The end manifolds 22 are shown in dotted line because they are to be applied at a later stage of the manufacturing operation, for example, by a heat or solvent sealing technique, to provide manifolding for the first flow path, which in the instance of a hollow fiber dialyzer is generally for blood. Each manifold 22 may define a spike member 24 for connection with arterial and venous blood sets in a dialysis circuit.
In accordance with this invention, and as shown in FIG. 2, one end of the bundle 10, disposed in housing 12, in sealed by the temporary application, for example, of an air impermeable plastic sticker 26. Sticker 26 may be square as shown, or may be cut to fit the cross sectional shape of bundle 10 and thus be of round shape. Alternatively, the sealing of one end of the bundle 10 as required in this invention may be accomplished by the application of a layer of curable sealant, with a curable sealant layer being applied to both ends of the bundle so that, if desired, both ends of the broken fibers in the bundles may be occluded and sealed from flow.
Plug 28 may be applied to one of the ports 16 communicating with the second flow path passing between the individual fibers of the bundle 10.
Layer of sealant 30, for example a one component room temperature vulcanization (RTV) silicone sealant such as General Electric 102 or 108, may be laid upon or applied, preferably with a minimum of pressure, to the end 32 of bundle 10 by means of a conventional applicator 34. The entire end of bundle 32 is covered. The pressure of application of sealant is kept to a minimum so as to minimize the pressing of uncured sealant into the aperatures of the capillary tubing. The sealant used is preferably self-supporting and non-flowing except under pressure, so that the sealant does not spontaneously flow into bores of fiber 10.
If desired, sealant applicator 34 may have an elongated orifice of approximately the diameter of bundle 10, so as to permit the application of a layer of uncured sealant 30 to the end of bundle 10 in a single pass of the applicator 34.
Following this, a vacuum line 36 is applied to the other connector member 16 which is not blocked by plug 28, to exert a suction of, typically, 600 mm of mercury below normal atmospheric pressure for about 10 minutes. During this period of time, the broken fibers, exemplified by fiber 38 having a broken point 40, have a bore which is in flow communication with the suction pressure in the second flow path, exerted through conduit 36 and symbolized by arrows 37. Accordingly, suction is exerted on the bore of capillary fiber 38, with the result the end 42 of capillary fiber 38 which is exposed to the sealant 30 draws the uncured sealant into the bore of the fiber for a substantial distance, impelled by the suction in the bore of fiber 38. However, the remaining fibers, which are intact, do not encounter a significant suction effect in their interiors. Accordingly, sealant 30 is not drawn into the bores of those fibers to the same degree as fiber 38.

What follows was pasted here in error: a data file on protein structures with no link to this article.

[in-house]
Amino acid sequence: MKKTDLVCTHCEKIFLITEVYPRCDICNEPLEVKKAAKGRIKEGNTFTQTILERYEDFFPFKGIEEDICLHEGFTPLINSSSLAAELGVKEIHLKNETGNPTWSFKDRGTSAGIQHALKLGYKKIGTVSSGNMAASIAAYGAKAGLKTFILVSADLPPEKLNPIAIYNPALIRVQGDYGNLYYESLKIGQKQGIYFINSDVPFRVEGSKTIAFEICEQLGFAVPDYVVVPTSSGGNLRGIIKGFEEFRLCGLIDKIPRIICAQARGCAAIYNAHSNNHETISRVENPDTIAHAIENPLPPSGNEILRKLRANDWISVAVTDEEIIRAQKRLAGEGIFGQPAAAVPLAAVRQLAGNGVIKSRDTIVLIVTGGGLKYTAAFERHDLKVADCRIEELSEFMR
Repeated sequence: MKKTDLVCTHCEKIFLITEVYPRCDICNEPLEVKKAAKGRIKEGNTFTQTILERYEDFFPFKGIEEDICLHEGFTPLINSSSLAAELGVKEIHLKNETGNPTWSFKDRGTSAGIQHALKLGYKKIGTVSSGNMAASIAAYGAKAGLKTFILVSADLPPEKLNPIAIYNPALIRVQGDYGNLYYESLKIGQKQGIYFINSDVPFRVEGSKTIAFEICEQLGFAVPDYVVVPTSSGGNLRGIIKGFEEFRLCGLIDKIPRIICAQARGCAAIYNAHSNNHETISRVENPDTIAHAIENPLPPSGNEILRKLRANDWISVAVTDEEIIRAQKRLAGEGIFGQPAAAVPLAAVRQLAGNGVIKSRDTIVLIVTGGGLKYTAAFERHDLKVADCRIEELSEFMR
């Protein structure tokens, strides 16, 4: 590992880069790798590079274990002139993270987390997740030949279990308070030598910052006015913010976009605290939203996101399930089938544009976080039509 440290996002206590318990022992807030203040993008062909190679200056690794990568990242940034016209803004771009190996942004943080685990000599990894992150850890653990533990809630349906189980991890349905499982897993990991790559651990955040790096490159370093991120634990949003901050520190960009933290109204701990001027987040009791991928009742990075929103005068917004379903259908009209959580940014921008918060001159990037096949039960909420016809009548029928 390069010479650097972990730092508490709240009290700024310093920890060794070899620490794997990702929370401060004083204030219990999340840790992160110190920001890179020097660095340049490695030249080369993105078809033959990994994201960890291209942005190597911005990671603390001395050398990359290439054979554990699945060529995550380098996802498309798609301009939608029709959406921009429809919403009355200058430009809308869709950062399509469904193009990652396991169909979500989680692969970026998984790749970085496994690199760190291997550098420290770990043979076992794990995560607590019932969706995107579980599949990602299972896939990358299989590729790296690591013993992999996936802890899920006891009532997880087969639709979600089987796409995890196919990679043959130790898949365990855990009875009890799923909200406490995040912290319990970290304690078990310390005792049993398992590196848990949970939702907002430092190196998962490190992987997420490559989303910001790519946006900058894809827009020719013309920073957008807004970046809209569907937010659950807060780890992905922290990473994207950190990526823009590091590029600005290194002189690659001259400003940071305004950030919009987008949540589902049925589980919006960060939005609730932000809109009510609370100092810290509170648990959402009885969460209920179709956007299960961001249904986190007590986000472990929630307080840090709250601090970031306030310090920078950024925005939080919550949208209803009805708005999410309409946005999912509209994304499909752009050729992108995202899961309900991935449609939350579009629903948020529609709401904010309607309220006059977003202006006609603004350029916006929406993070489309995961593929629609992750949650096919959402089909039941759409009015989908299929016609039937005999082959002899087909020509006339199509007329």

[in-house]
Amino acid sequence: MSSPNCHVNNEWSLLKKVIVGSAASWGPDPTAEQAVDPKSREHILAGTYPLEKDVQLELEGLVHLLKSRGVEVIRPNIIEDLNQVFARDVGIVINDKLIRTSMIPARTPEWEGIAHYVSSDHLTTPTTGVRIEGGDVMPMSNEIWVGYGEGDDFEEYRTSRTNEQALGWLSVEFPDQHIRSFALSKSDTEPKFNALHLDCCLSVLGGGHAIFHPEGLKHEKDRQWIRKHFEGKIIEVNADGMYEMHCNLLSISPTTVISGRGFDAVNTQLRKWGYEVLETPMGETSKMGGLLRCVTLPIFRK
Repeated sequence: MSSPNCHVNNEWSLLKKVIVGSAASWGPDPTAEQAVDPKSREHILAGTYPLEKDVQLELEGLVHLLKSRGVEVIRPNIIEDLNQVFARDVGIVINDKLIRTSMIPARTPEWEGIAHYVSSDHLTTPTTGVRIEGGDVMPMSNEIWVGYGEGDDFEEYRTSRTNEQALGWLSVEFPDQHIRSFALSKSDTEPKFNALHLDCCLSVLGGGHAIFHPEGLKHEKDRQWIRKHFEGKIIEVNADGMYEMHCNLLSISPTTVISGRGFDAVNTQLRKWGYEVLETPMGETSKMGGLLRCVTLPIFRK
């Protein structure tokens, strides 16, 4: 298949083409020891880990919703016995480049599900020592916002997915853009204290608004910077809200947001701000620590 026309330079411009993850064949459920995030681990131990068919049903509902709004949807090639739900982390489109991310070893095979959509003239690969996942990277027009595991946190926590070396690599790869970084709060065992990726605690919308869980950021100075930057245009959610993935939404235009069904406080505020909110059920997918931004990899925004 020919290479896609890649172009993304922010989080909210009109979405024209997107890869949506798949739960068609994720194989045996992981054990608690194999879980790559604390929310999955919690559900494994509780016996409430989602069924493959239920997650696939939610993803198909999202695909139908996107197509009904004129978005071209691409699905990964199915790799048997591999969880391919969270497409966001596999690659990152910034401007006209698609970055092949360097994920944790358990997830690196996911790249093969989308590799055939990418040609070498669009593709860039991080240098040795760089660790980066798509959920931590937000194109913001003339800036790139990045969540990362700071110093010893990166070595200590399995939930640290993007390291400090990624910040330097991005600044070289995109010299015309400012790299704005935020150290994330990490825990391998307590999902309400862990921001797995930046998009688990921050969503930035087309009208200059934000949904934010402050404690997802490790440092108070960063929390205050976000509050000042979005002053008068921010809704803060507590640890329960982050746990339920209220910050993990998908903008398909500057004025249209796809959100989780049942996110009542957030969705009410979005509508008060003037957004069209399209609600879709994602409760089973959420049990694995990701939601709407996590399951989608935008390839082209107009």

Following the application of suction, the end 32 may have a small portion of itself 43 sliced away by knife 46. End portion 43 may have a thickness of 0.01 to 0.1 inch, for example, to remove the sealant which does not occupy a bore of a leaking fiber. Any marginal amount of penetration of the sealant into the bore of intact fibers may be eliminated by this cutting step, since those portions will be removed. At the same time, the much greater depth of penetration of sealant in the broken fiber will give the result that the fiber 38 remains occluded after the slicing or cutting step. Accordingly, as the sealant cures, which may be either before or after the slicing step, fiber 38 becomes inactivated.